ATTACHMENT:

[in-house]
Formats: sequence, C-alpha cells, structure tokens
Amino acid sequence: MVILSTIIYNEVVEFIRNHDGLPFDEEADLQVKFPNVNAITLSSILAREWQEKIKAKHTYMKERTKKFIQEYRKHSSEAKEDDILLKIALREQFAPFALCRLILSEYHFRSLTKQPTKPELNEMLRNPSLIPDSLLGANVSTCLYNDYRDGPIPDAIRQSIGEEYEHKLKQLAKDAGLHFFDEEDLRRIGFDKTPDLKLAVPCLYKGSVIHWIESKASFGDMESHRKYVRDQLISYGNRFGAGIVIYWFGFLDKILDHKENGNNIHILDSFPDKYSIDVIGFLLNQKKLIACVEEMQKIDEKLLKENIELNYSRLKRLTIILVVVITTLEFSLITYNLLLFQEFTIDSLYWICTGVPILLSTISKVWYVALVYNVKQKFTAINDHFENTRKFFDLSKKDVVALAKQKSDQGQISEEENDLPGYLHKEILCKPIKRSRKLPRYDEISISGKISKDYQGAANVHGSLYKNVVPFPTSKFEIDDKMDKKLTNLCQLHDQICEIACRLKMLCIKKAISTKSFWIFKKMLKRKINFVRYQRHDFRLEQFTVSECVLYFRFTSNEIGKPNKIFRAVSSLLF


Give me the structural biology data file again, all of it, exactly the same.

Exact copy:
[in-house]
Formats: sequence, C-alpha cells, structure tokens
Amino acid sequence: MVILSTIIYNEVVEFIRNHDGLPFDEEADLQVKFPNVNAITLSSILAREWQEKIKAKHTYMKERTKKFIQEYRKHSSEAKEDDILLKIALREQFAPFALCRLILSEYHFRSLTKQPTKPELNEMLRNPSLIPDSLLGANVSTCLYNDYRDGPIPDAIRQSIGEEYEHKLKQLAKDAGLHFFDEEDLRRIGFDKTPDLKLAVPCLYKGSVIHWIESKASFGDMESHRKYVRDQLISYGNRFGAGIVIYWFGFLDKILDHKENGNNIHILDSFPDKYSIDVIGFLLNQKKLIACVEEMQKIDEKLLKENIELNYSRLKRLTIILVVVITTLEFSLITYNLLLFQEFTIDSLYWICTGVPILLSTISKVWYVALVYNVKQKFTAINDHFENTRKFFDLSKKDVVALAKQKSDQGQISEEENDLPGYLHKEILCKPIKRSRKLPRYDEISISGKISKDYQGAANVHGSLYKNVVPFPTSKFEIDDKMDKKLTNLCQLHDQICEIACRLKMLCIKKAISTKSFWIFKKMLKRKINFVRYQRHDFRLEQFTVSECVLYFRFTSNEIGKPNKIFRAVSSLLF